Hydroforming - Part 1

A new way of forming metal into complex shapes.

Courtesy of Schuler Hydroforming GMBH & Co

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This article was first published in 2001.

If you've looked carefully under a late model car you may have seen an intricately curved engine subframe that is quite unlike previous pressed and welded designs. Or, you may have marvelled at the superb bending of the exhaust header tubes on a BMW M3. Or looked with puzzlement at the inner bumper steel pressing on a Ford Mondeo. How have they formed the steel so seamlessly into such an intricate shapes? The answer is - hydroforming.

Hydroforming is the expansion of tubular metallic tubes by internal water pressure in a closed die. In general the die is opened, closed and maintained in its closed position by a hydraulic press.

The Process

1. Close die

The starting tube - a straight or pre-bent tubular section - is placed into a die which has the contour of the component to be produced.

2. Fill with water

The die is closed and held closed by means of a hydraulic press. Hydraulically actuated sealing punches close off the tube ends and fill the tube with the fluid medium, thus building up internal pressure

3. Start hydraulic press, regulate water pressure

In the actual forming process the material is expanded by the internal water pressure. At the same time the sealing punches compress the tube ends. This causes the material to flow into the contour of the die. Precise control of the internal pressure and of the axial cylinder movement enables the material to take on the form of the internal die's contour.

4. Open press, unload component

Hydroforming completed, the hydraulic press opens the die and the component can be unloaded.

Starting material consists of pre-bent or otherwise pre-formed metallic hollow sections. By the means of hydroforming, hollow bodies of complex geometries can be achieved, which with other processing methods could only be produced in multiple parts. The special features of hydroformed components are consistent high tensile strength and rigidity, optimised weight and accurate geometry.

Cycle times of hydroform processes typically range between approximately 14 to 40 seconds. The essential factor of a hydroform process control is the co-ordination of the individual process parameters with each other. Too high an internal pressure may cause bursting. If, on the other hand, the internal pressure is too low, the part will form wrinkles.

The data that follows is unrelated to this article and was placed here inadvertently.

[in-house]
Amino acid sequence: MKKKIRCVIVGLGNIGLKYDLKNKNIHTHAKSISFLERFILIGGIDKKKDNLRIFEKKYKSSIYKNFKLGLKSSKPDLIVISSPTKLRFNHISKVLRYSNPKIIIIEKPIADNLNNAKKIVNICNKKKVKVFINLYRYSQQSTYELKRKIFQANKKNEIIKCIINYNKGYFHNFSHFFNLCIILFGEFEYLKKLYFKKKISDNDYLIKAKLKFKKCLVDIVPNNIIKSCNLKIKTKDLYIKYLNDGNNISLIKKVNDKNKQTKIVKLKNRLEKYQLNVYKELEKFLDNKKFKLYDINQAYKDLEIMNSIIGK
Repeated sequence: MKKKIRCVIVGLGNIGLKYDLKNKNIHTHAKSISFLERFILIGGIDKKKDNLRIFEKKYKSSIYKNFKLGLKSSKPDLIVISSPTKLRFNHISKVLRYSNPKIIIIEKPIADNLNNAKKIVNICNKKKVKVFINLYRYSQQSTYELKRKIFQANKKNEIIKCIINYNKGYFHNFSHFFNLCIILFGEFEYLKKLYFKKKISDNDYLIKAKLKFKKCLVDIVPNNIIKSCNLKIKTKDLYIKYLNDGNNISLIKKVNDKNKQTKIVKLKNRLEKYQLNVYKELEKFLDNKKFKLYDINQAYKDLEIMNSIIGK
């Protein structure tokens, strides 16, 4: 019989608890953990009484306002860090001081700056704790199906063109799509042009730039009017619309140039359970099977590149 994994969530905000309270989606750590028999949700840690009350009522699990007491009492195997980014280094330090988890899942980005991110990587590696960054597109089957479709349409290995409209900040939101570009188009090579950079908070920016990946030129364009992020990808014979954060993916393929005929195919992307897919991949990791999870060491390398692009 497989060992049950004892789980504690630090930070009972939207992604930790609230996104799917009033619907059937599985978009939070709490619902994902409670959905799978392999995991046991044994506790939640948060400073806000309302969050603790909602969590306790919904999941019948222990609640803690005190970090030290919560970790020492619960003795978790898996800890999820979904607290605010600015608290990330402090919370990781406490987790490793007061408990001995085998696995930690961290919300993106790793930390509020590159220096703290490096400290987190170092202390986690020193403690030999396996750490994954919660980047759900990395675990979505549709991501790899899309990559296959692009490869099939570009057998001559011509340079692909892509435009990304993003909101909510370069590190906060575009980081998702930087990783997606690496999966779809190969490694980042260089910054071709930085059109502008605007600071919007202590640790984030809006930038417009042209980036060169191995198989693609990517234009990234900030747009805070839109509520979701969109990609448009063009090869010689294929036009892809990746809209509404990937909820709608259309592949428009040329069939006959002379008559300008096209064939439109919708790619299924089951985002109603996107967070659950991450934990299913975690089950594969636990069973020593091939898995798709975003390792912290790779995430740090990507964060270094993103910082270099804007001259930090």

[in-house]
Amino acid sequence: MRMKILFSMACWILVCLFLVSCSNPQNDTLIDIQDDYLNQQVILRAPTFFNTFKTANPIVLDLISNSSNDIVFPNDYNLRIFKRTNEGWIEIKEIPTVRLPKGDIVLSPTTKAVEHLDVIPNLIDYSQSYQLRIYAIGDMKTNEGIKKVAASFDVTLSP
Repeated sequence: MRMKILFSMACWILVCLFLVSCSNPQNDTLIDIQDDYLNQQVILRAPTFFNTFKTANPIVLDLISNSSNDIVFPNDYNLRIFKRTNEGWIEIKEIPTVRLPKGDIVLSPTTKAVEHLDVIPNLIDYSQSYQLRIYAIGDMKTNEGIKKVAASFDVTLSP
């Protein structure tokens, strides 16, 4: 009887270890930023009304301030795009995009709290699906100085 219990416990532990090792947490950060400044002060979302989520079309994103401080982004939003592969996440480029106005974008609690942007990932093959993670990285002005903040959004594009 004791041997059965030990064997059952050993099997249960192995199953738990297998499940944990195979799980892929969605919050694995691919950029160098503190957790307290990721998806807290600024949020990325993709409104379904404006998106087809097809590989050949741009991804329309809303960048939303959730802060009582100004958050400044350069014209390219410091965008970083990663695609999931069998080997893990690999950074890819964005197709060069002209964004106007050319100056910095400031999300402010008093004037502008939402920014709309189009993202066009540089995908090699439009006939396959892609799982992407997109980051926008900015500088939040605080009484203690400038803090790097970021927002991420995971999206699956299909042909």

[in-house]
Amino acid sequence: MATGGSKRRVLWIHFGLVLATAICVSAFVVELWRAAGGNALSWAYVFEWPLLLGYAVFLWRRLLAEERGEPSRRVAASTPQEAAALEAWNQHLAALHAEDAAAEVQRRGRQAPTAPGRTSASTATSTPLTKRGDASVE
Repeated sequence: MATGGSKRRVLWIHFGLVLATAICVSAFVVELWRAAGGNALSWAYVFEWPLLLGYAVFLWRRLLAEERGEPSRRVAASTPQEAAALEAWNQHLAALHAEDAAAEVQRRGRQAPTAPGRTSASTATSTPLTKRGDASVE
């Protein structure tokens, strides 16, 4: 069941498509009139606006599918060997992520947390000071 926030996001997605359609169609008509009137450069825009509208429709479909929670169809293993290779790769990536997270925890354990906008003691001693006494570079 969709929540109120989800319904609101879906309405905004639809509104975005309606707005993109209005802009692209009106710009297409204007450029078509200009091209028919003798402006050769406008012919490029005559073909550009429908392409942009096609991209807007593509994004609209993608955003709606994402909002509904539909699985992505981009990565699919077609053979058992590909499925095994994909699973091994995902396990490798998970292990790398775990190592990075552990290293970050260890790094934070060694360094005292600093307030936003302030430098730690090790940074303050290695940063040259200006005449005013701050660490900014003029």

Hydroforming equipment, in general, consists of the following components:

  • Hydraulic hydroforming press,
  • Hydroforming unit with hydroforming water system (tank, pumps, valve units, filters for the forming fluid) and pressure intensifiers,
  • Control and regulating techniques consisting of elements to operate the press, the hydroform water system and to control the forming process.

In principle, all materials suitable for other cold forming processes, eg deep drawing, can be used for hydroforming. These include:

  • Construction and auto body steels
  • Aluminium and its alloys
  • Heat resistant and stainless steels
  • Copper and its alloys
  • Titanium and its alloys


Next week - hydroforming may allow automotive spaceframes to make a comeback.

Case Study

For the new Volvo 2.8 litre V6 motor, Schuler Hydroforming and the Volvo Car Corporation have developed fresh air suction pipes and turbo high pressure pipes using hydroforming. The special features of these components are their low weight and the reduced number of parts. The alternative to hydroforming was to use the traditional mix of rubber, silicon and aluminium parts linked with hose clips. However, taking this approach gave higher internal pressure losses - up to 22 kPa. Another approach could have been to use sand-cast tubes, however this gave higher weight and required the expensive cleaning of components The internal pressure loss of the hydroformed components was only 10 kPa.

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